The Croatian radiotelevision brings an interesting story, covered by many other media in Croatia, on what might be the causes for the increased number and size of the fires each summer. Their story starts by telling what happened to Dražen Ševerdija, one land owner in the Vodice hinterland, who lost more than 1,300 vines in one location alone, plus numerous figs and olive trees in the fire that recently savaged his estate. The firefighters defended the houses, and the ones they weren’t able to save were near the areas where the Aleppo pine fires broke out. It was impossible to save those.
A retired agronomist Davorin Pamić has been warning about the dangers of the Aleppo pines in Dalmatia for years. He is certain that the cause of the increasingly frequent fires in Dalmatia is the Aleppo pine. It was even planted by foresters under the motto that it, its roots, will keep the land and erosion will not occur. However, they seem to have overlooked some of its other negative aspects, which is that it is very easily flammable. It’s full of resin. And its cone, when it catches fire, can fly 50-60 meters like a bullet, and catch fire there, he says.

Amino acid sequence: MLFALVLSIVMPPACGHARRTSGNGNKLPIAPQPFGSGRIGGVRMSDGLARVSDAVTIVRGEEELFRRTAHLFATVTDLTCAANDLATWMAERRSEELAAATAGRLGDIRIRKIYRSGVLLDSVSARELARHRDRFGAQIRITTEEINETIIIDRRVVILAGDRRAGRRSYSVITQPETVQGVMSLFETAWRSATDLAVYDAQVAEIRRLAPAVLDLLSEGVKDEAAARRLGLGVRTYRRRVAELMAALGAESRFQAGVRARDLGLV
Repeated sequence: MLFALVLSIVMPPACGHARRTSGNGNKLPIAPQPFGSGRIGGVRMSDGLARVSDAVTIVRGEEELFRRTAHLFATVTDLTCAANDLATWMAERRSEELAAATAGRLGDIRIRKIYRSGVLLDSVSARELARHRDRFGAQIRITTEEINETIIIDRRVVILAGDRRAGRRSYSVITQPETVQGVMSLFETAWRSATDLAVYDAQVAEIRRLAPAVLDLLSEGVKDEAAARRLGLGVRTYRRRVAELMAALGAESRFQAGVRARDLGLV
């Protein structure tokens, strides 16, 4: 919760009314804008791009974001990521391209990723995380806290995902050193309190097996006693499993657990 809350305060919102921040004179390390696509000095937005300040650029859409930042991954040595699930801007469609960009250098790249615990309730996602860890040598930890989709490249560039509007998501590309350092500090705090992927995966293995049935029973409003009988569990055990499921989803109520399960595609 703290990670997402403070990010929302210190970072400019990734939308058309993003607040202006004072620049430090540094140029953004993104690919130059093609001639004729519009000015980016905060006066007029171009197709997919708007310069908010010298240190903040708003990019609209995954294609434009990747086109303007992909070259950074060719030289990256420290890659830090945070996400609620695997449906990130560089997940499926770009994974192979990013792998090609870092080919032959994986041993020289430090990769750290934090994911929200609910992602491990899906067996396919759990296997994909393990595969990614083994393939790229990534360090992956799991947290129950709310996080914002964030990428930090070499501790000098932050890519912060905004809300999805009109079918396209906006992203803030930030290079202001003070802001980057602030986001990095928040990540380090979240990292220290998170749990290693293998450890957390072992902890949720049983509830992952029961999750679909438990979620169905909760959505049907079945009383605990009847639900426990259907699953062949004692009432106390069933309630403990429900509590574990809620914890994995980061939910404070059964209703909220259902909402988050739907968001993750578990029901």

The flaming cone is what caused a fire in Milivoje Ševerdija’s barn when it flew in. The hay was set on fire and part of the herd was killed. The people still living off the farms in Dalmatia are also struggling to get any type of compensation for the damages done by the wildfires, as the bureaucracy is horrible and the compensations themselves end up being symbolic. All of that leads to fewer people continuing to work on the land after every fire.
Pamić brings some numbers to the table: In 1960, Dalmatia had a million sheep. And then when a fire broke out, 2.7 hectares would burn. In 1998, Dalmatia had only 200,000 sheep, but then 47 hectares burned in one fire. This means that we have five times less livestock, and 20 times more land is burning (note by the author: the numbers are certainly even worse 25 years later). And it will continue to be like that because there is no real prevention: no grazing, no people to look after the neglected surfaces.
The head Croatian fire chief said that, like Italy, we will have to introduce a tax on uncultivated land. And that’s fine. However, he does not know that 80 percent of the agricultural area in Dalmatia has an extremely unorganized ownership situation, such as it was when Austria-Hungary dissolved. Pamić says that his olive grove was last registered in the books in 1910, 1/22 of it, more than 100 years ago. Who will now, in 2022, get the tax slip or be held accountable?
The same questions have been asked for decades. The same answers always seem to appear, without application in practice. The only thing that changes is the weather – and for the worse, extreme droughts, extreme fires… the future will certainly bring more of them. Will we continue to welcome them unprepared?